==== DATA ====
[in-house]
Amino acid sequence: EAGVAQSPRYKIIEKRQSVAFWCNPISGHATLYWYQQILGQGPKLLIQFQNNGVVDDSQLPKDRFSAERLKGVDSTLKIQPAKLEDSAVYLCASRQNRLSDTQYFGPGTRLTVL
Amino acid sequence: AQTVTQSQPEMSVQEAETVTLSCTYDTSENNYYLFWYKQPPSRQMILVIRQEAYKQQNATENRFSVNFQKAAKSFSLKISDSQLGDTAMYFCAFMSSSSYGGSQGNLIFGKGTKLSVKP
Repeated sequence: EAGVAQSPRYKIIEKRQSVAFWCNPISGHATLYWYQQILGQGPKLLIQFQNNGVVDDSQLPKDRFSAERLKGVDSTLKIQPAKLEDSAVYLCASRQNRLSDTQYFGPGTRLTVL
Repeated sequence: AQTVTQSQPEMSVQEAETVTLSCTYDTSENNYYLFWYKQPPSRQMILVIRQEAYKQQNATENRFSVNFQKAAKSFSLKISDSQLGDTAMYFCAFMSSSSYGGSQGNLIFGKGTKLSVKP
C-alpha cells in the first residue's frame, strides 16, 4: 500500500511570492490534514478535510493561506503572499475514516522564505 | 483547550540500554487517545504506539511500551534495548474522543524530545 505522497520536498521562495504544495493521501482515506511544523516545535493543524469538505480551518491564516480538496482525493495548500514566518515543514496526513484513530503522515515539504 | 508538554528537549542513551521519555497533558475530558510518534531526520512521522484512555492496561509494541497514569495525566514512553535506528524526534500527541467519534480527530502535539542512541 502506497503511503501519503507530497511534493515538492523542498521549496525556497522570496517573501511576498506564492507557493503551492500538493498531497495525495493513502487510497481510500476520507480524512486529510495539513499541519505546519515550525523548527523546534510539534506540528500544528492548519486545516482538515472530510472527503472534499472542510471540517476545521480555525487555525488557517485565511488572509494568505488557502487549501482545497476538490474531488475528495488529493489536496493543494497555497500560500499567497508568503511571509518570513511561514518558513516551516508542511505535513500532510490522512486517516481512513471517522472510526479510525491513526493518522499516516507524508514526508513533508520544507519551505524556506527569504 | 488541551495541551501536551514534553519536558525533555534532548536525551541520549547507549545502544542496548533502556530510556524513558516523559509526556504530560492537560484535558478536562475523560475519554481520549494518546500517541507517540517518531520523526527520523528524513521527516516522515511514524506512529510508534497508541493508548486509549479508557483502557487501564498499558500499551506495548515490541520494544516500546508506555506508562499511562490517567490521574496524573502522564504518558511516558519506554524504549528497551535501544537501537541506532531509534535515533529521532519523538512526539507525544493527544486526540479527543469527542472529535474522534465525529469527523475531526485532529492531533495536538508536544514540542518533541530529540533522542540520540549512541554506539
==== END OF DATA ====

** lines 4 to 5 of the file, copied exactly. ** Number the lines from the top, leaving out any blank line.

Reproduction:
Repeated sequence: EAGVAQSPRYKIIEKRQSVAFWCNPISGHATLYWYQQILGQGPKLLIQFQNNGVVDDSQLPKDRFSAERLKGVDSTLKIQPAKLEDSAVYLCASRQNRLSDTQYFGPGTRLTVL
Repeated sequence: AQTVTQSQPEMSVQEAETVTLSCTYDTSENNYYLFWYKQPPSRQMILVIRQEAYKQQNATENRFSVNFQKAAKSFSLKISDSQLGDTAMYFCAFMSSSSYGGSQGNLIFGKGTKLSVKP